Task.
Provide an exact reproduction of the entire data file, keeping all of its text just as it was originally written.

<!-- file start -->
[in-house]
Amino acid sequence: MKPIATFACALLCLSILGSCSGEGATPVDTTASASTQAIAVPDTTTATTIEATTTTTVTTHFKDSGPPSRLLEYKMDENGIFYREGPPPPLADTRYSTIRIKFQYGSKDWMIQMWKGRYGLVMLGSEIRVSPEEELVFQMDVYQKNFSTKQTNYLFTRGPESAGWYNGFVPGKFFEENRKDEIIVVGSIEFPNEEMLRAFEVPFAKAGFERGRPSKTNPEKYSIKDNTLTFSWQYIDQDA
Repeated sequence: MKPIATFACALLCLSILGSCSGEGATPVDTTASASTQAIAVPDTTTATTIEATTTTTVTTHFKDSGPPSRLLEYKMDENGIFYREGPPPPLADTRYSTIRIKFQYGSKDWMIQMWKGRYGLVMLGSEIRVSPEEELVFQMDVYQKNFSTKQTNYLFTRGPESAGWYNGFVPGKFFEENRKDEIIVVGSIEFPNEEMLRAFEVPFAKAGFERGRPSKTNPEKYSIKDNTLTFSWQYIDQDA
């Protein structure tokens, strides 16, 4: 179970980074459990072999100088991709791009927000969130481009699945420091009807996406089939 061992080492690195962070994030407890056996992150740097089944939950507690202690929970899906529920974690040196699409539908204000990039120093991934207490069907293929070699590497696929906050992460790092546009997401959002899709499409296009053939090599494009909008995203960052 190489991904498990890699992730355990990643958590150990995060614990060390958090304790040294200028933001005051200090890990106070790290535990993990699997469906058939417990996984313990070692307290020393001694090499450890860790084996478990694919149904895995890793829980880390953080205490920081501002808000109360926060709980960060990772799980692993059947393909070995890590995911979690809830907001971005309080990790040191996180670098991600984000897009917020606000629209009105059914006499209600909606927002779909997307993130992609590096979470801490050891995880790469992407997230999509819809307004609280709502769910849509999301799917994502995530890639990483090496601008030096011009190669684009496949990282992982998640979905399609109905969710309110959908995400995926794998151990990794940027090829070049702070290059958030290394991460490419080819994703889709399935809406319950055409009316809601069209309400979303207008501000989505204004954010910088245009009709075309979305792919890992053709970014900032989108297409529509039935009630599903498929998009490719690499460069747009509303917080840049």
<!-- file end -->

[in-house]
Amino acid sequence: MKPIATFACALLCLSILGSCSGEGATPVDTTASASTQAIAVPDTTTATTIEATTTTTVTTHFKDSGPPSRLLEYKMDENGIFYREGPPPPLADTRYSTIRIKFQYGSKDWMIQMWKGRYGLVMLGSEIRVSPEEELVFQMDVYQKNFSTKQTNYLFTRGPESAGWYNGFVPGKFFEENRKDEIIVVGSIEFPNEEMLRAFEVPFAKAGFERGRPSKTNPEKYSIKDNTLTFSWQYIDQDA
Repeated sequence: MKPIATFACALLCLSILGSCSGEGATPVDTTASASTQAIAVPDTTTATTIEATTTTTVTTHFKDSGPPSRLLEYKMDENGIFYREGPPPPLADTRYSTIRIKFQYGSKDWMIQMWKGRYGLVMLGSEIRVSPEEELVFQMDVYQKNFSTKQTNYLFTRGPESAGWYNGFVPGKFFEENRKDEIIVVGSIEFPNEEMLRAFEVPFAKAGFERGRPSKTNPEKYSIKDNTLTFSWQYIDQDA
């Protein structure tokens, strides 16, 4: 179970980074459990072999100088991709791009927000969130481009699945420091009807996406089939 061992080492690195962070994030407890056996992150740097089944939950507690202690929970899906529920974690040196699409539908204000990039120093991934207490069907293929070699590497696929906050992460790092546009997401959002899709499409296009053939090599494009909008995203960052 190489991904498990890699992730355990990643958590150990995060614990060390958090304790040294200028933001005051200090890990106070790290535990993990699997469906058939417990996984313990070692307290020393001694090499450890860790084996478990694919149904895995890793829980880390953080205490920081501002808000109360926060709980960060990772799980692993059947393909070995890590995911979690809830907001971005309080990790040191996180670098991600984000897009917020606000629209009105059914006499209600909606927002779909997307993130992609590096979470801490050891995880790469992407997230999509819809307004609280709502769910849509999301799917994502995530890639990483090496601008030096011009190669684009496949990282992982998640979905399609109905969710309110959908995400995926794998151990990794940027090829070049702070290059958030290394991460490419080819994703889709399935809406319950055409009316809601069209309400979303207008501000989505204004954010910088245009009709075309979305792919890992053709970014900032989108297409529509039935009630599903498929998009490719690499460069747009509303917080840049």